Hong Kong has passed a new regulation threatening punishment for any protesters caught wearing masks. Expert Willy Lam told DW that the move could have grave consequences for the future of civil liberties in Hong Kong.
DW: Hong Kong's government introduced the anti-mask law by invoking the Emergency Regulations Ordinance. Do you think this represents the government's last resort to try and end the ongoing street protests?
Willy Lam: The adoption of the Emergency Regulations Ordinance will have a negative impact on Hong Kong's status as an international financial center. The ordinance was established in 1922, and it was only applied once in 1967. The application of the Emergency Regulations Ordinance not only shows that Hong Kong is now in an abnormal state, but it will also have a huge impact on Hong Kong's rule of law.
I think the anti-mask law will have limited effect on ending street protests, because when thousands of protesters wearing masks show up at a rally, there are not enough police to detain all of them. At the same time, I think the law will trigger a new round of protest, further escalating the ongoing protests. Overall, I think this is a very unwise move.
How will the invocation of the Emergency Regulations Ordinance impact Hong Kong's rule of law?
The Emergency Regulations Ordinance allows the government to introduce laws and restrict many aspects of citizens' rights. The government can implement curfews and shut down media outlets. It means that Hong Kong has entered state of emergency, and it is not too different from declaring martial law.
Do you think this is the result of direct intervention from Beijing?
After millions of people in Hong Kong took to the streets on June 9 and June 16, Beijing lost confidence in Carrie Lam and the Hong Kong government. So many major decisions regarding Hong Kong are in fact made by Beijing.
It is fair to say that the Chinese government has decided to adopt hardline measures against Hong Kong, including the possible dispatch of riot police from neighboring Guangdong province to Hong Kong.
Chinese President Xi Jinping has said he won't use the People's Liberation Army (PLA) stationed in Hong Kong to handle the ongoing protests, but his current strategy is to arrest protesters through strict laws and methods of punishment. Following the city-wide protests on October 1, Hong Kong police arrested 269 people. Their goal with introducing the anti-mask law is to arrest more people.
Carrie Lam organized a community dialogue last week, but now she has suddenly decided to adopt a hardline measure. Do you think this decision was triggered by the widespread clashes between police and protesters on October 1st? Or was this a decision made by Beijing?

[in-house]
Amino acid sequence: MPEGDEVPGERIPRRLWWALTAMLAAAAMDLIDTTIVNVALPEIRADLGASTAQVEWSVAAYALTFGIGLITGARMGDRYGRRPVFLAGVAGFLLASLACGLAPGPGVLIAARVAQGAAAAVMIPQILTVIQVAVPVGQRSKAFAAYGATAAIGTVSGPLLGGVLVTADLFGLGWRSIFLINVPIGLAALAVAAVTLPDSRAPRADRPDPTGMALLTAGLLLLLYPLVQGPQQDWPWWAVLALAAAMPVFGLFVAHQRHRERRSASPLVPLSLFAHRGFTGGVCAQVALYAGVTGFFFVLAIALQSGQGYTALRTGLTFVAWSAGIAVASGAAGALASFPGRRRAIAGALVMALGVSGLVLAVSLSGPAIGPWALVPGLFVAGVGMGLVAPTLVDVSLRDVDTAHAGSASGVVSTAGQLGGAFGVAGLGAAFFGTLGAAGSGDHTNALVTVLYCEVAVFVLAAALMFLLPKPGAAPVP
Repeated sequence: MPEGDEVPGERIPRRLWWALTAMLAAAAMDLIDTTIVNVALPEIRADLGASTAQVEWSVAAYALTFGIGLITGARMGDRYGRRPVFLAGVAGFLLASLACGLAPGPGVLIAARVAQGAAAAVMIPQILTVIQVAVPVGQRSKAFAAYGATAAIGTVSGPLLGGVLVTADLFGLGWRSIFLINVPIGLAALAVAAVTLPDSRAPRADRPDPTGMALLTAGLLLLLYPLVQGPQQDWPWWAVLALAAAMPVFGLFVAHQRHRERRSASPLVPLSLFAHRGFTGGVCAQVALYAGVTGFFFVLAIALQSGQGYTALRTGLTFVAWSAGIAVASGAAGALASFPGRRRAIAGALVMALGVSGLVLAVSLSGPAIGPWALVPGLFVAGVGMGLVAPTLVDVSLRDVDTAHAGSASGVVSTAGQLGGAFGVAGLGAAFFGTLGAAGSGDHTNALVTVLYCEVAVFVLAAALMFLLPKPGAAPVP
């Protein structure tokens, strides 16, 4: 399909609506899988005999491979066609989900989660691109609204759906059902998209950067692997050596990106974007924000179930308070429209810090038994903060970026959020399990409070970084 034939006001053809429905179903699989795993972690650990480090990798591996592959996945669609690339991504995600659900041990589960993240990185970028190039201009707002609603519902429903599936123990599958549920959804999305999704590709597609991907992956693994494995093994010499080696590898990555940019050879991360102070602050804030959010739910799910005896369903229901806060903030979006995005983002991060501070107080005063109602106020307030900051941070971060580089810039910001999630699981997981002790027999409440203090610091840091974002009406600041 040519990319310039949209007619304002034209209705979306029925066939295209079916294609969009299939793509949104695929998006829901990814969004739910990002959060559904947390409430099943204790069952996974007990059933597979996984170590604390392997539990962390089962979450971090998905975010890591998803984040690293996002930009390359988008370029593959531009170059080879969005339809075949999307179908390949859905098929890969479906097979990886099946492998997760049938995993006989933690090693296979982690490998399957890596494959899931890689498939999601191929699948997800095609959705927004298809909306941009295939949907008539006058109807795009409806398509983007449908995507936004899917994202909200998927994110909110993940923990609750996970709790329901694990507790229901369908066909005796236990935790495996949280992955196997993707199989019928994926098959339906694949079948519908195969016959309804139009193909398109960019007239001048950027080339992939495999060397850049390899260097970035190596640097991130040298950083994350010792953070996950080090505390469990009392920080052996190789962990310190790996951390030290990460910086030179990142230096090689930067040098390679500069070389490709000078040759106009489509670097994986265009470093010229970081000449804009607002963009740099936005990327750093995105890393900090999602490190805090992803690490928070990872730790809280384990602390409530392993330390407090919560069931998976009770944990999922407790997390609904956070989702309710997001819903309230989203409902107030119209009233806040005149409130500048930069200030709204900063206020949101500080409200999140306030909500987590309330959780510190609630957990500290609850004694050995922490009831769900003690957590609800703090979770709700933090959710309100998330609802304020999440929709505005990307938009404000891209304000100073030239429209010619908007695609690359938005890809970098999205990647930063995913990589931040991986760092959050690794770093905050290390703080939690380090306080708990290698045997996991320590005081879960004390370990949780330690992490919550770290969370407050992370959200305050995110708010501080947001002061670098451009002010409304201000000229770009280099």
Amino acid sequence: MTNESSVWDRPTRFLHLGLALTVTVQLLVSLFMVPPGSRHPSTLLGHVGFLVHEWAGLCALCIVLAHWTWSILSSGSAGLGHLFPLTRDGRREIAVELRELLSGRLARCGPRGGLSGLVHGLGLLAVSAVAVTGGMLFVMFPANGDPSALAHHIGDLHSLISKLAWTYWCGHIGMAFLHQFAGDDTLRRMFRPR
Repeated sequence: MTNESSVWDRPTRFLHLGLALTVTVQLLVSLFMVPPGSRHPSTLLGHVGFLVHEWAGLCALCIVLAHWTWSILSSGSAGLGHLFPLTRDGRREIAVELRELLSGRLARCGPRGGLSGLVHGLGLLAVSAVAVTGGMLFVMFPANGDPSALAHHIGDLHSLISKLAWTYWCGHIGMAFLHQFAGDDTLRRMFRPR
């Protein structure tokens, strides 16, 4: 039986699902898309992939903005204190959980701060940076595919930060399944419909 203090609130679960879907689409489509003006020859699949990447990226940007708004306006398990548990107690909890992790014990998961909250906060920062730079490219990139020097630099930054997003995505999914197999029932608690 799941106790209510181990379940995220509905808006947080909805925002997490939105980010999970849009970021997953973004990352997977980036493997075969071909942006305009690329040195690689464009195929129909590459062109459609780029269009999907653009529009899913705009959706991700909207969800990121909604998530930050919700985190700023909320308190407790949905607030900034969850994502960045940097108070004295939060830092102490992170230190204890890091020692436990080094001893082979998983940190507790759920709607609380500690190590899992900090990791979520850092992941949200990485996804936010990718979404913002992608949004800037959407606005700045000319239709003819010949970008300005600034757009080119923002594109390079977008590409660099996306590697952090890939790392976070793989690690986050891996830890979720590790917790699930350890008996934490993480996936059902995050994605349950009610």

Even though I'm not entirely sure whether the decision to introduce the anti-mask law was triggered by the conflict on October 1 or not, it is clear that Beijing has the final say over this move.
Before the Hong Kong government introduced this law, several pro-China groups and Hong Kong police all made similar suggestions. Carrie Lam originally said she would seriously consider whether it is suitable for Hong Kong to adopt the ordinance or not, but I think after discussion with central government officials, they decided to invoke the Emergency Regulations Ordinance.
How do you think the situation in Hong Kong will develop?
There is no sign that street protests will slow down anytime soon, and following the introduction of anti-mask law, I think there will actually be more street protests over the next few weeks.
Hong Kong's government is likely to crackdown on protesters through stricter laws and serious punishment. They will give law enforcement more power to maintain social stability, including letting police have more power to arrest protesters.
Several media outlets have reported that the Chinese government has dispatched riot police from Guangdong province to join Hong Kong police in their operation against protesters. Since Hong Kong's police force has a manpower of around 30,000, I think it is a reasonable assumption that the Hong Kong government has sought police support from nearby provinces on the mainland.
However, I don't think it is possible for the Chinese government to send in PLA troops at this point, because that is considered to be the government's last resort for suppressing demonstrations.
There have been news reports about Beijing increasing the number of military personnel stationed in Hong Kong. If this is true, it should be considered as preparation for a worst case scenario, because when things escalate out of their control, they want to have enough manpower to deal with unexpected situations.
If China deploys the PLA to maintain control over Hong Kong, it will send shock waves across the world, because it will severely weaken the foundation of the One Country, Two Systems' framework.
Willy Lam is an adjunct professor at the Chinese University of Hong Kong's Center for China Studies.